The director of the US National Security Agency (NSA) has denied tapping cables at the data centres of Google and Yahoo, arguing that such acts would be illegal, and insisted that there is mutual co-operation between his agency and tech companies.
Speaking to Bloomberg, General Keith Alexander said that to his knowledge, such acts "never happened". He added that similar allegations levied against the NSA last June were "factually incorrect".
"The servers and everything we do with them, those companies work with us, they are compelled to work with us. It is compelled and these are specific requirements which come from a court order," he said.
An NSA project known as MUSCULAR, revealed by the Washington Post on Wednesday, appears to show diagrams demonstrating how data moving between systems belonging to Google and Yahoo can be tapped by agency equipment.
Alexander rebuffed the claims, saying: "It would be illegal for us to do that. I can tell you factually that we do not have access to Google servers, Yahoo servers. We go through a court order. We issue that court order to them through the FBI."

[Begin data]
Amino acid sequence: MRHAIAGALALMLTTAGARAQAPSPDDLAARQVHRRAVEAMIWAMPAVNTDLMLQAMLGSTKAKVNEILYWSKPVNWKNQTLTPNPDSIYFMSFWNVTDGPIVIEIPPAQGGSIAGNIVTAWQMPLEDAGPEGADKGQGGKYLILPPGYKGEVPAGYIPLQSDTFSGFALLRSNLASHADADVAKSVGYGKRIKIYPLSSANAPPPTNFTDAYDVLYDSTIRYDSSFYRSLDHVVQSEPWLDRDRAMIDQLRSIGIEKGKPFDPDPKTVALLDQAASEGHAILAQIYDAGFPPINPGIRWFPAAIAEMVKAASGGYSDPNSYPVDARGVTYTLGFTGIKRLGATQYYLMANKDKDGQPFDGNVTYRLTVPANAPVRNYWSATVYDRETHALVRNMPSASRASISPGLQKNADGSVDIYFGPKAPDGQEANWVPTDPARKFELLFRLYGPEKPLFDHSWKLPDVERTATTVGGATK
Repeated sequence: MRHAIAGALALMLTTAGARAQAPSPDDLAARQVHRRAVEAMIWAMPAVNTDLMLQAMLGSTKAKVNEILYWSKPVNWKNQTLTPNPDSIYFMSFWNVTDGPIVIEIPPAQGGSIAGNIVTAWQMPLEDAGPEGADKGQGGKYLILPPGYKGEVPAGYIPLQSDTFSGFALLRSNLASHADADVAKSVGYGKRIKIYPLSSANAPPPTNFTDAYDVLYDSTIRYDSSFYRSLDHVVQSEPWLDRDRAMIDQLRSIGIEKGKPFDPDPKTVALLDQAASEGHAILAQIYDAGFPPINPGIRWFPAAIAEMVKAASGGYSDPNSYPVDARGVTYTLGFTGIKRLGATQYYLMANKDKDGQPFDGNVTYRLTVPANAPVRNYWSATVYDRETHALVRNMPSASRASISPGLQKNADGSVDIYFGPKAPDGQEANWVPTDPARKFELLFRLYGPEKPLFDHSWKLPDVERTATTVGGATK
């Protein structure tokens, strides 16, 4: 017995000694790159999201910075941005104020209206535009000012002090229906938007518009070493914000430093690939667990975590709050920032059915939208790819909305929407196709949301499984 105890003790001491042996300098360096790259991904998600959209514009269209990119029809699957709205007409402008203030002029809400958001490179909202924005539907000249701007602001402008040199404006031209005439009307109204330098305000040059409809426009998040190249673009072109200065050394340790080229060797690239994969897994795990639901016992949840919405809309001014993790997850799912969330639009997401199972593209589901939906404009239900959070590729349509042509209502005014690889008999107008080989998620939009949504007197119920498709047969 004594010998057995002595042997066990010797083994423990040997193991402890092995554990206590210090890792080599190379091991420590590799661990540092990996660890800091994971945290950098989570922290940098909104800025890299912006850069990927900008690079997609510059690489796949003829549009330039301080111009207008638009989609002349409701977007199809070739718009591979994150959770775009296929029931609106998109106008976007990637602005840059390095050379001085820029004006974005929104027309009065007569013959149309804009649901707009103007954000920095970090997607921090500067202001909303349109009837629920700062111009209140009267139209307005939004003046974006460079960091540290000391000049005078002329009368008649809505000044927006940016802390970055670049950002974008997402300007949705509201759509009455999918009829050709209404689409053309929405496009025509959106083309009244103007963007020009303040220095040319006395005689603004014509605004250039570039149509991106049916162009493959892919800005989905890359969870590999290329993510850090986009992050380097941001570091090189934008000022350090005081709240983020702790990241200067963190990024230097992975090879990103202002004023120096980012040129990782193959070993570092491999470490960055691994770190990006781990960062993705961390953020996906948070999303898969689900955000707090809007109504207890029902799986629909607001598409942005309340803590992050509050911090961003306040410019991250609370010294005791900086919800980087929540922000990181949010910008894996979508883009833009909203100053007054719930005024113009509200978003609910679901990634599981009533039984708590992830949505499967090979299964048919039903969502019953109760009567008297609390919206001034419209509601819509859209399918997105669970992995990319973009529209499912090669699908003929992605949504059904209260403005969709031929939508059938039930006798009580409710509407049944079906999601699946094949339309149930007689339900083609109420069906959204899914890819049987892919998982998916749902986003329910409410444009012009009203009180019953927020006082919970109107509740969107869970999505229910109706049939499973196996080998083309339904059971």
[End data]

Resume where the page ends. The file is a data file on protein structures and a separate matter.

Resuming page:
He added that the extent of the NSA's surveillance had also been exaggerated, claiming it made thousands of requests rather than millions.
Google was said to be "troubled" by the allegations, while Yahoo simply denied any knowledge of such activities taking place. Many tech companies including Microsoft and Facebook had previously been implicated in claims of providing backdoor access to the NSA, which they have repeatedly denied.
Multiple firms have filed petitions with the US government in a bid to be able to publish more transparent information on how they co-operate with the US security services.
Cotton seedling freezes to death as Chang'e-4 shuts down for the Moon's 14-day lunar night
Fortnite easily out-earns PUBG, Assassin's Creed Odyssey and Red Dead Redemption 2 in 2018
Meteor showers as a service will be visible for about 100 kilometres in all directions
Saturn's rings only formed in the past 100 million years, suggests analysis of Cassini space probe data
New findings contradict conventional belief that Saturn's rings were formed along with the planet about 4.5 billion years ago